North Yorkshire students receiving their A-level results today have a lot to celebrate, according to early indications.
Although the full picture in the county is not yet known, it appears that overall performance has risen again this year and there have been notable improvements for a number of schools.
North Yorkshire is in the top 10 per cent of councils for high academic success at A-level based on performance in previous years so it is likely the county will remain in the top-tier nationally for A-level results.
North Yorkshire also has a higher proportion of pupils who attend secondary schools which are good or outstanding; 91.0% of pupils in North Yorkshire attend a good or outstanding school (watchsted 25/1/18) – compared to 82.6 nationally.
Although there have been major reforms to the structure of A-level courses this year, these early indications show that schools and students have risen to the challenge.
County Councillor Patrick Mulligan, North Yorkshire’s Executive Member for Schools said:
We must congratulate all our young people for this great achievement and for their commitment and their hard work. These achievements place them in a good position to take up the higher education and training places that they choose. They can be confident they have a wide range of options and have been well prepared for the next step in their lives.
These results are also a tribute to the support of families, the dedication of school staff and the quality of teaching in North Yorkshire.
North Yorkshire’s looked-after young people are also celebrating results with a number of students already accepted onto degree courses of their choosing – in criminology, sports management and journalism. Some are currently going through the clearing process. Nine altogether are planning to start university this year.
There are currently 13 North Yorkshire care-leavers already in higher education – 11 undergraduates and 2 postgraduates.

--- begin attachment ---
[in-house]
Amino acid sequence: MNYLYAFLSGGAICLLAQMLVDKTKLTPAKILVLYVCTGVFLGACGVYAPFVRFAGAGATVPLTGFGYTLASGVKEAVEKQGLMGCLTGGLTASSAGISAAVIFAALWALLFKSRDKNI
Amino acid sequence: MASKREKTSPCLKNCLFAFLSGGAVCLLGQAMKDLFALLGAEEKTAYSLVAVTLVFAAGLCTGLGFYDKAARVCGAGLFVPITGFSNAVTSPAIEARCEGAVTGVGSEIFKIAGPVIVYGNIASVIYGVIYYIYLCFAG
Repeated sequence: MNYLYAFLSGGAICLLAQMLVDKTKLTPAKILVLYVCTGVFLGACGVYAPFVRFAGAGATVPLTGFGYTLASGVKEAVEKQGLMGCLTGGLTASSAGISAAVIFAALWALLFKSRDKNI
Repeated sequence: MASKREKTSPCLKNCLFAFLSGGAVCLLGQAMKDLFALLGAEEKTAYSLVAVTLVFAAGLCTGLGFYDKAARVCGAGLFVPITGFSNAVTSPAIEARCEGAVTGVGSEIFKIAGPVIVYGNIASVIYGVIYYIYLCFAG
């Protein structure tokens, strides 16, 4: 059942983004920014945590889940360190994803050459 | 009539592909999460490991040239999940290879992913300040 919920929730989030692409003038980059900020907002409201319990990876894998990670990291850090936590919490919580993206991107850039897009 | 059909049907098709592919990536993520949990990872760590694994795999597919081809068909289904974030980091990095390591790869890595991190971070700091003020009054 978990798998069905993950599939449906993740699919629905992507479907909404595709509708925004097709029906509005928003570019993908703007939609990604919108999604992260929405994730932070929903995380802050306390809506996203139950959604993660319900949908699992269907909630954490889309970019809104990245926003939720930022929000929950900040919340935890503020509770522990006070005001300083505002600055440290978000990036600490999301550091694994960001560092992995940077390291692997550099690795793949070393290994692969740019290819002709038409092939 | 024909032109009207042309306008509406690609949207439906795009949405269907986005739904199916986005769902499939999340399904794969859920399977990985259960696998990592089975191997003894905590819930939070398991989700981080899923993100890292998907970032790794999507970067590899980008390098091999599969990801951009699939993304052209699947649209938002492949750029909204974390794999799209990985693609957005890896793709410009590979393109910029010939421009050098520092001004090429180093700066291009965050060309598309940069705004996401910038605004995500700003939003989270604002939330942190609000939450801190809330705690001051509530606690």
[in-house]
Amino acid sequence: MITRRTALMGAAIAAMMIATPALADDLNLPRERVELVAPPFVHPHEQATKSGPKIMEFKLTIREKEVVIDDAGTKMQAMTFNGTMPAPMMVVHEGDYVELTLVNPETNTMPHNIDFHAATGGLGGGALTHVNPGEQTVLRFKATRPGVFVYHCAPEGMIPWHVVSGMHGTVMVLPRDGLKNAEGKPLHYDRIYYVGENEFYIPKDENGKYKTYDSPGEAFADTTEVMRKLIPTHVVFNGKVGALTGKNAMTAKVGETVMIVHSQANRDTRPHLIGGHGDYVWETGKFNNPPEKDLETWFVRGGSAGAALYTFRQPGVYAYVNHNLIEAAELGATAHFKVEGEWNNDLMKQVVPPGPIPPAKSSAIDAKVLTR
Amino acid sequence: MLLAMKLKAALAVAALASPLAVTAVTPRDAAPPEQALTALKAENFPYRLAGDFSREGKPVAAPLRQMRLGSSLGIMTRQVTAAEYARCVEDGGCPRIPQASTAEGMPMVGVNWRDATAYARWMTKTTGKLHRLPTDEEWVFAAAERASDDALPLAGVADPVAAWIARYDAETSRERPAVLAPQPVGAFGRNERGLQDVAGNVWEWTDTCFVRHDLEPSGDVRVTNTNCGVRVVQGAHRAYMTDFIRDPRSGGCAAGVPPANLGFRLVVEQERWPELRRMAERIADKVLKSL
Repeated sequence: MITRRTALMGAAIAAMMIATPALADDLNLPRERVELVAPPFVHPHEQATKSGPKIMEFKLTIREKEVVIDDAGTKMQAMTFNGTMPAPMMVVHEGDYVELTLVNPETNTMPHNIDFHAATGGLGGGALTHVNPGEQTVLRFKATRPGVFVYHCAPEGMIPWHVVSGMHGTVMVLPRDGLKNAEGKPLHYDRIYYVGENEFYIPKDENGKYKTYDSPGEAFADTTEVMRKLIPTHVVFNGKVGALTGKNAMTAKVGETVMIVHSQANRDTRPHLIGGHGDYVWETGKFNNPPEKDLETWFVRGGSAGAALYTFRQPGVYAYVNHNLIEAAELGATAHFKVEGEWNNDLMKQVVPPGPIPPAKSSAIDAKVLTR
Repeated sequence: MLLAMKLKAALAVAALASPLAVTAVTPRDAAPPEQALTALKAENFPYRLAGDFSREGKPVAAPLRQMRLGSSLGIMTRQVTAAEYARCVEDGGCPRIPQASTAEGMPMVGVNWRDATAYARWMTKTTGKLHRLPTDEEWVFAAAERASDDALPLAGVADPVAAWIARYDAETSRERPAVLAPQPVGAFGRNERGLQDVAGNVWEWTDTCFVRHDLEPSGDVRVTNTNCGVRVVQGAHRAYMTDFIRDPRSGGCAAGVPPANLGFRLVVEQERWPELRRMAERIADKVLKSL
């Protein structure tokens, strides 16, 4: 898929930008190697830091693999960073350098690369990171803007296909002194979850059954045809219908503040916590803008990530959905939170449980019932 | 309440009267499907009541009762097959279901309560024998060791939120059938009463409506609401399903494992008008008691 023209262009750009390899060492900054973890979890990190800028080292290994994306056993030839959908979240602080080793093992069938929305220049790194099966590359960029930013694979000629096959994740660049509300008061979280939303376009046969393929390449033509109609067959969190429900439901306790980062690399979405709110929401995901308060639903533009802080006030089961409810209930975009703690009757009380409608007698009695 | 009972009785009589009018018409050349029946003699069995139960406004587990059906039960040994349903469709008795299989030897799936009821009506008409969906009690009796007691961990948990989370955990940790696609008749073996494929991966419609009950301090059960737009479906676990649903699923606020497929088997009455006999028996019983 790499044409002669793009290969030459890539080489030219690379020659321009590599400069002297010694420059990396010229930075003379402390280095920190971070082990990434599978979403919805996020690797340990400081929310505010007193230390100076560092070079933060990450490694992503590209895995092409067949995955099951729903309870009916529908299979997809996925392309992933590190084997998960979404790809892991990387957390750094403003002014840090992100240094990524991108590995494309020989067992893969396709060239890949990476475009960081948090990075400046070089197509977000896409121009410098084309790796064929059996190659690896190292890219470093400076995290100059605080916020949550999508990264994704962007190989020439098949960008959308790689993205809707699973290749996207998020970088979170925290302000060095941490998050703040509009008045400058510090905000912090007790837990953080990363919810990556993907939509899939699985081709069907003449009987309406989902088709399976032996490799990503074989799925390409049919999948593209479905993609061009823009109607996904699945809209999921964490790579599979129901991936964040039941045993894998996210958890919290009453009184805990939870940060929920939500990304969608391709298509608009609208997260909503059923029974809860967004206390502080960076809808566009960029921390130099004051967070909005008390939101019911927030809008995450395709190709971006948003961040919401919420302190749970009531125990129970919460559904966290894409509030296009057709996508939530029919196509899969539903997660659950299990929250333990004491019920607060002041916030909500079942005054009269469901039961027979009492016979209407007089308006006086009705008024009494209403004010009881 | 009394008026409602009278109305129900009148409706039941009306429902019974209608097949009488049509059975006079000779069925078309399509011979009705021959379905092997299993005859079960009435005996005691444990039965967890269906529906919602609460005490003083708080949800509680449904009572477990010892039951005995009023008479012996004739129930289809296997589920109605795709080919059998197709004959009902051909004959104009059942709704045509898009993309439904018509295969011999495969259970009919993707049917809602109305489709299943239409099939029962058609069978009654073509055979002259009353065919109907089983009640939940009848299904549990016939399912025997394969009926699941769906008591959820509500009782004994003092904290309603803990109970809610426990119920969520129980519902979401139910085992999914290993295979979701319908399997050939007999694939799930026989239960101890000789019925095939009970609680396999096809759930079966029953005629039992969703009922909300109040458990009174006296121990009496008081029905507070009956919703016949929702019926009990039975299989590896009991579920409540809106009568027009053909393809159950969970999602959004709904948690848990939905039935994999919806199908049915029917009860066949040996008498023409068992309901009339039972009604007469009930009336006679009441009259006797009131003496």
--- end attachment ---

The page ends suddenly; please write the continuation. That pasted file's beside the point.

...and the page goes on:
Of the post graduates, one has completed a 2 year MA in Economics & Chinese Development in Beijing after winning a scholarship and is currently training in New York before taking up a post in banking. The second has completed a one year MA Biblical Studies & Theology and hopes to be an Anglican vicar.
Cllr Mulligan said:
We are very proud of the achievements of our looked-after children and prioritise continuity and stability in the support we give to them so that they have the chance to achieve to the best of their ability and go on to get qualifications and skills that will help them build a fulfilling future.
Schools in the county also have strong systems of support in place to assist students who may have missed out on their first choices to gain alternative places through the university clearing system, or to help them to look for alternative routes into employment, training or apprenticeships.
Cllr Mulligan said:
Large numbers of university places remain available and students can still get places even if they didn’t reach their grades. In addition, students who have performed better than expected are helped to apply for more prestigious courses and institutions.